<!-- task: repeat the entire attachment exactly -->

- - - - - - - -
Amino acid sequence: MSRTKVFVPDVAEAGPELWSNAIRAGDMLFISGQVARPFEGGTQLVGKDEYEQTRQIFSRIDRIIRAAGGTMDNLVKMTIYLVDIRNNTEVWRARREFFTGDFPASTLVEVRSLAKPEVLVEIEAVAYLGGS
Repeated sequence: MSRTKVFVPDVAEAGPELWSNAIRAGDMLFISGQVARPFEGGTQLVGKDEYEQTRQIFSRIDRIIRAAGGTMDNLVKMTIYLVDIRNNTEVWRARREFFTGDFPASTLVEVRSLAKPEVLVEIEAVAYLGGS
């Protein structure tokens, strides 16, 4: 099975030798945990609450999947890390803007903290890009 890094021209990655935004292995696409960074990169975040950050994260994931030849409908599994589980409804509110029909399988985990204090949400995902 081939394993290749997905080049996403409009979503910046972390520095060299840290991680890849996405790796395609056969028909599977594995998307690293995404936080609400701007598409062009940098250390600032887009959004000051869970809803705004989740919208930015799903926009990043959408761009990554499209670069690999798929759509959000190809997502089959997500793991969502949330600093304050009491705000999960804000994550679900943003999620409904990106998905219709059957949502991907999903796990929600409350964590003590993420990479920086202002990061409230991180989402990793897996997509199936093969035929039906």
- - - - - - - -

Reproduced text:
Amino acid sequence: MSRTKVFVPDVAEAGPELWSNAIRAGDMLFISGQVARPFEGGTQLVGKDEYEQTRQIFSRIDRIIRAAGGTMDNLVKMTIYLVDIRNNTEVWRARREFFTGDFPASTLVEVRSLAKPEVLVEIEAVAYLGGS
Repeated sequence: MSRTKVFVPDVAEAGPELWSNAIRAGDMLFISGQVARPFEGGTQLVGKDEYEQTRQIFSRIDRIIRAAGGTMDNLVKMTIYLVDIRNNTEVWRARREFFTGDFPASTLVEVRSLAKPEVLVEIEAVAYLGGS
């Protein structure tokens, strides 16, 4: 099975030798945990609450999947890390803007903290890009 890094021209990655935004292995696409960074990169975040950050994260994931030849409908599994589980409804509110029909399988985990204090949400995902 081939394993290749997905080049996403409009979503910046972390520095060299840290991680890849996405790796395609056969028909599977594995998307690293995404936080609400701007598409062009940098250390600032887009959004000051869970809803705004989740919208930015799903926009990043959408761009990554499209670069690999798929759509959000190809997502089959997500793991969502949330600093304050009491705000999960804000994550679900943003999620409904990106998905219709059957949502991907999903796990929600409350964590003590993420990479920086202002990061409230991180989402990793897996997509199936093969035929039906």